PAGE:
Can I can I ask that you can ask that? Yeah, she is one of those people that keeps just keeps things inside bottled up. She doesn't like any Kind of confrontation. She really does not like it when people are sad. She doesn't like movie dramas, even that, you know, like she, you know, it's sort of like, she always looks at the bright side, I was just looking upper left, I see the bright side of life with Jackie, like, oh, gosh, that's my mom. You know, she's, she's truly amazing. I mean, she is a she's got a huge heart, and super smart and is just, I don't know how she got through all of that. Right? You know, she has told me, you know, he was the love of her life and all of that stuff. And, you know, when I got married, the day I got married, she was a little bit of a mess. And gave me a she had split their wedding ring and two threes, one for each of us, me, my sister, my brother. So on the day we got married, we each would get a third of that wedding ring. So when she gave it to me, she was a mess. I think I you know, I was a mess too. But there was no, it was your dad would be very happy, you know, with you know, the person you've turned out to be? And that was it. Yeah. And I find like, even to this day, Melissa, it's like I I just want to ask her and I have tried, you know, to get her to open up and talk to me about it. And she she falls apart. And she's 70 she won't tell me anymore how old she is. She's 7576. And this happened. So I'm 50. Right? So it pisto pains her so much that she can't even she just can't talk about it. She just can't talk about it. And I think you know, maybe if she knew how badly you know, that would mean a lot to me and my sister and I'm sure my brother, you know, to hear more of those stories, but we're all sweet. It's like a little bit of taboo. taboo,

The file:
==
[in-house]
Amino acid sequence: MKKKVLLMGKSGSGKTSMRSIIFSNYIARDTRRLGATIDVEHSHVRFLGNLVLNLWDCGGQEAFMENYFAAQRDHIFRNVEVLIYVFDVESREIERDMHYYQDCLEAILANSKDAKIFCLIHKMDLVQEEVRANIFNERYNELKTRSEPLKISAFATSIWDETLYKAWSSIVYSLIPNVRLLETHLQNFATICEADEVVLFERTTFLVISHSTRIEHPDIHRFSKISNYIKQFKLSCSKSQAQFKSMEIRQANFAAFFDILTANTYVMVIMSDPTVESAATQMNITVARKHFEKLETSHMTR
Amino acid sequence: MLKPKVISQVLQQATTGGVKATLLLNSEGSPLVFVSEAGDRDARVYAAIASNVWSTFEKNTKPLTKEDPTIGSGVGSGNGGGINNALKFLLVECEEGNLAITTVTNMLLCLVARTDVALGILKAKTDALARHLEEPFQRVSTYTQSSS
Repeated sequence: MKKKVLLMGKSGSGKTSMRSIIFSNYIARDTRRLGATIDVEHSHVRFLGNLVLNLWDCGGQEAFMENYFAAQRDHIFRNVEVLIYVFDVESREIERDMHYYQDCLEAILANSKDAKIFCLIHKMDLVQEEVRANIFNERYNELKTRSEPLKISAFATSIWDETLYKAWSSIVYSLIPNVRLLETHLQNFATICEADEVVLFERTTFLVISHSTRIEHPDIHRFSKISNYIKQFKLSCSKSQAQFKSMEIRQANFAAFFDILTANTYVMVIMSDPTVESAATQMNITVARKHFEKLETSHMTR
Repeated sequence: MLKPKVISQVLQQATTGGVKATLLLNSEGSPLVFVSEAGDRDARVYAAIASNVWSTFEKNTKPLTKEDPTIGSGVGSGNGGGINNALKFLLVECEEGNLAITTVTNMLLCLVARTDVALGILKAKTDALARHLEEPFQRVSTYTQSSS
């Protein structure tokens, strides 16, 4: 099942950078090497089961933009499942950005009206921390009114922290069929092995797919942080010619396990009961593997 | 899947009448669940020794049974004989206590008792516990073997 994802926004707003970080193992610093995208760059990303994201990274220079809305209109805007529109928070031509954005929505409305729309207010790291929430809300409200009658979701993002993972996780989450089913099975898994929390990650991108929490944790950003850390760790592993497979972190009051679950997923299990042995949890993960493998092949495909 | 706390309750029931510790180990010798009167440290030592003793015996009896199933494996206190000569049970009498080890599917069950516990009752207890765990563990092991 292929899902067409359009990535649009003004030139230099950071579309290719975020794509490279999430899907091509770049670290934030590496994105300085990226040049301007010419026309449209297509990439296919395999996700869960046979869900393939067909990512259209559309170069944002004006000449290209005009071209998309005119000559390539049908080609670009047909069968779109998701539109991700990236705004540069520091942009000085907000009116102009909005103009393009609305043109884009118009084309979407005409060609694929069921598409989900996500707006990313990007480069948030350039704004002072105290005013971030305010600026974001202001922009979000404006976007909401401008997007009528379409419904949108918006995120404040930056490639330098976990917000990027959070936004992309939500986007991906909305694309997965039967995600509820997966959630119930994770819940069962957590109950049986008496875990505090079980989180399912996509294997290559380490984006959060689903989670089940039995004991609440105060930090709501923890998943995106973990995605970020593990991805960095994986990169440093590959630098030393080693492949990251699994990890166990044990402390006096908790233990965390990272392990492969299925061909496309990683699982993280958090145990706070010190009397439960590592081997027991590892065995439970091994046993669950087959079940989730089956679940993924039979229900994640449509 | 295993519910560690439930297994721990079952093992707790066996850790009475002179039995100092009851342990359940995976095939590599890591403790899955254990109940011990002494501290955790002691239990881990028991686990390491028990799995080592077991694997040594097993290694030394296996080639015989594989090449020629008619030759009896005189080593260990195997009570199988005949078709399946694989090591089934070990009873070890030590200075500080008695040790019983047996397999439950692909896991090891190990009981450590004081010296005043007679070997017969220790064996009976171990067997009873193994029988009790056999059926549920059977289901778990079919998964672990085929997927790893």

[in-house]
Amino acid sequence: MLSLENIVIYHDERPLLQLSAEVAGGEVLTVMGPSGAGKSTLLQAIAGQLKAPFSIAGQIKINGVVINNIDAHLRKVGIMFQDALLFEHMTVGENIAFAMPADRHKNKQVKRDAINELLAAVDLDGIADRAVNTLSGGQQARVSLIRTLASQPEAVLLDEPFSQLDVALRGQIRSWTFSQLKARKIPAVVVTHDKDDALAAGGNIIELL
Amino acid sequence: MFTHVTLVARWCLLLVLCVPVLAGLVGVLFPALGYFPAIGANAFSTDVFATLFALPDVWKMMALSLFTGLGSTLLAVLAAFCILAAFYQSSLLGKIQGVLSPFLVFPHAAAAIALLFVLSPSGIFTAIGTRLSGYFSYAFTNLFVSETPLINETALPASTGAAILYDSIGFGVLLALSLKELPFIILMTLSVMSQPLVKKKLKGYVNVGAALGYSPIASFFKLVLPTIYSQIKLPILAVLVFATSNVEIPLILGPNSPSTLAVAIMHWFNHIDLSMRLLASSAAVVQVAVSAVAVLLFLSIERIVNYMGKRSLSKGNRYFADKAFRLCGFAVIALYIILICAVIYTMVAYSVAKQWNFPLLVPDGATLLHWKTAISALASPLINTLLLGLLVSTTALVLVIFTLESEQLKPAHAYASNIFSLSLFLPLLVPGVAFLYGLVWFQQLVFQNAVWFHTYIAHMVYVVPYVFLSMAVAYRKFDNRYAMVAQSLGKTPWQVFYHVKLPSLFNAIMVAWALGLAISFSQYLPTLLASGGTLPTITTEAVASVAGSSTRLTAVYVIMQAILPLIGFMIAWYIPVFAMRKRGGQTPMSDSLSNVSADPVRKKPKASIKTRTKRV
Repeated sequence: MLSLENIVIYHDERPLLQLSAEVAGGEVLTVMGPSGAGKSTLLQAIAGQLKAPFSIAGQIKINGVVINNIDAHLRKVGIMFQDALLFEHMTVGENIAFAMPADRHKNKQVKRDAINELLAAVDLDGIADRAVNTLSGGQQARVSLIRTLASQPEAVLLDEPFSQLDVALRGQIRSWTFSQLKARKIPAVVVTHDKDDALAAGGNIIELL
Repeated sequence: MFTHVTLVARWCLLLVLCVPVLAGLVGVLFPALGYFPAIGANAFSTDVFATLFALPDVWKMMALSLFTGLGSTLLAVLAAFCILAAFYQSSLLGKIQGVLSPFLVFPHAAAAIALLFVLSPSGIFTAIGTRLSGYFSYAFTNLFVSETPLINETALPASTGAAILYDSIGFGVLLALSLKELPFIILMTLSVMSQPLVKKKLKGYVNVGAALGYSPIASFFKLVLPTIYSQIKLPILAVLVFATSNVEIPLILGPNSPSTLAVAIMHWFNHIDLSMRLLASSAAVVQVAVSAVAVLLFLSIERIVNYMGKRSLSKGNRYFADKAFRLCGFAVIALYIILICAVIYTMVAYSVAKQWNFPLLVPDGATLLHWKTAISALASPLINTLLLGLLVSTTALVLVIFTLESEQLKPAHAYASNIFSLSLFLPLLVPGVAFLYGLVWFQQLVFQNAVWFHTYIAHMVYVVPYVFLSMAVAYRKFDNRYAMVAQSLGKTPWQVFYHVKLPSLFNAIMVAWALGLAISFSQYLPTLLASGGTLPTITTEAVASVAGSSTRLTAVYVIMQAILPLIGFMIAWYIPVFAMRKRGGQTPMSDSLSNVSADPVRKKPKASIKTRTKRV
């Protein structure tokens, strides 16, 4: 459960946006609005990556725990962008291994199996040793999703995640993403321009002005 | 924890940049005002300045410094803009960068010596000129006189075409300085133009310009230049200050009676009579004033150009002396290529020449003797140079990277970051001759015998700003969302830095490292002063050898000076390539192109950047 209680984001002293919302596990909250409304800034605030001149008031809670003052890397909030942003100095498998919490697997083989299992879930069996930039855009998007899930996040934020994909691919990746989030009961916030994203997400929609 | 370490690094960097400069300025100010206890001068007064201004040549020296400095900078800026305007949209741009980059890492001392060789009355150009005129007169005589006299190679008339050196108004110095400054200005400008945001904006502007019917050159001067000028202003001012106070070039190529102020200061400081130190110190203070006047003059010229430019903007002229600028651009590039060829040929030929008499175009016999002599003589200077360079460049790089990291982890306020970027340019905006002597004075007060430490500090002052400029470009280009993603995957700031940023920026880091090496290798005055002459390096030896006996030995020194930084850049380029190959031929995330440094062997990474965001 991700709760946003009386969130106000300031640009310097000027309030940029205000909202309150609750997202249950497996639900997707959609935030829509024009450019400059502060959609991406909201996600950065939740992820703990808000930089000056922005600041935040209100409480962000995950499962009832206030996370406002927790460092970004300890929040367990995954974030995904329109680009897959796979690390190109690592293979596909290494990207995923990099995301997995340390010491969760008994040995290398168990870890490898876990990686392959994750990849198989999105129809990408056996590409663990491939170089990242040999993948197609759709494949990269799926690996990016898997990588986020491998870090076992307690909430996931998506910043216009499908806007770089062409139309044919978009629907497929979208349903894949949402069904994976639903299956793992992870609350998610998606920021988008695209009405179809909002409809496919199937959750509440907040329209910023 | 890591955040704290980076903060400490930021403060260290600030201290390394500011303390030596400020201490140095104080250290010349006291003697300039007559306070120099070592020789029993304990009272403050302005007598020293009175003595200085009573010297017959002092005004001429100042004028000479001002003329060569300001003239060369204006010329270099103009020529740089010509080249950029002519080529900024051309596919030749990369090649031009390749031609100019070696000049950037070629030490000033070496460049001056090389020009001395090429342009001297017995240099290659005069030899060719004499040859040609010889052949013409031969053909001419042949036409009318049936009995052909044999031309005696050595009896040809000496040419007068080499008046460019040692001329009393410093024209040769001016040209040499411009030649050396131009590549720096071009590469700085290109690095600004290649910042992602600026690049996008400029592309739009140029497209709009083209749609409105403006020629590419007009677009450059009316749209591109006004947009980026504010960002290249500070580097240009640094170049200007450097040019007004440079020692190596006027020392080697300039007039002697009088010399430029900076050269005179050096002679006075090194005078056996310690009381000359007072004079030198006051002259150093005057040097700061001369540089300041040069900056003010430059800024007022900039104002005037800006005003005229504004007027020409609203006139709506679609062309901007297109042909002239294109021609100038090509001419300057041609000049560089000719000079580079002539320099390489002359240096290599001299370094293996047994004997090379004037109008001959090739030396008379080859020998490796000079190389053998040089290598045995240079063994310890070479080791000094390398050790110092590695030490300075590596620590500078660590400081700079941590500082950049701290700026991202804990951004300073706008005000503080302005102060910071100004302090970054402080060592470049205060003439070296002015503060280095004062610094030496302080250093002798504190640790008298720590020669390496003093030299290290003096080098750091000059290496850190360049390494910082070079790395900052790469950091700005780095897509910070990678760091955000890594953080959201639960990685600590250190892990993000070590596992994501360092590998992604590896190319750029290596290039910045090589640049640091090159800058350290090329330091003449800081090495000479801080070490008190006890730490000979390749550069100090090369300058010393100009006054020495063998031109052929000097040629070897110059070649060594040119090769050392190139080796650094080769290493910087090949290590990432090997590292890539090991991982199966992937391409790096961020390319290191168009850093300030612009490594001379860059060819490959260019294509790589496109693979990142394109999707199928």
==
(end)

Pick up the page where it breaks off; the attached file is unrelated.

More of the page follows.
Melissa Bright:

right? Yeah, that. Yeah, that definitely makes sense. So which year? Do you know? I told you, I wasn't gonna ask you math problems. But I might ask you at least a year. But if you don't know those, either, that's okay. But you at least remember at what point that you know, did did the your uncle come back and say like, Oh, your dad was diagnosed with paranoid schizophrenia? At what point? Did you learn that? And did that help at least? Answer maybe at least one question you your mom your family might have had about your dad?

Jackie:

Yeah, I think it did. I you know, and yes, and it was my uncle. I mean, my my uncle, as much as he could always told us stories, but my uncle and my dad weren't that close. They were close, but because they were brothers, right? But very different. So there's only so much he could really, you know, tell me story wise, but he has been and still continues to be very, like, you know, open and direct with. This is what happened to him. This is what we know. And so without him, I don't know, if I would even know as much as I do today. So I'm so grateful. so thankful. And he did step in, he would take us to Disney World. He I mean, he would, you know, wherever he was living at the time, he was dean of several law, law universities. So when he was in Albany, New York, he would bring us to Albany, New York, give my mom a break and spend time with us. And he was really that father figure for a long time. And if you know, you're asking me for like a timeframe, I'd say now I'm like, broaching junior high, you know, around around that kind of tween age when, you know he would, wherever he lived Florida, New York, Oklahoma, he lived. Yeah, he would always make it for either holidays, or, you know, take us away for the summer. And he would, he would talk about him and he would, you know, try to do as best he could to kind of make it okay. All right, you know, for us to want to talk about it. I think he knew that my mom didn't want to talk about it. So he, I don't think ever really pushed her. Right. Yeah. So he was a huge part. I'm glad you brought him up because my god if we had finished this podcast, and I didn't bring up uncle Marty. I mean, he was like, and he knows this now, but and I tell his kids, I'm like you he It was, and it still is an amazing human being that he would just put drop everything what he was doing, and be there for us to kind of make up for it.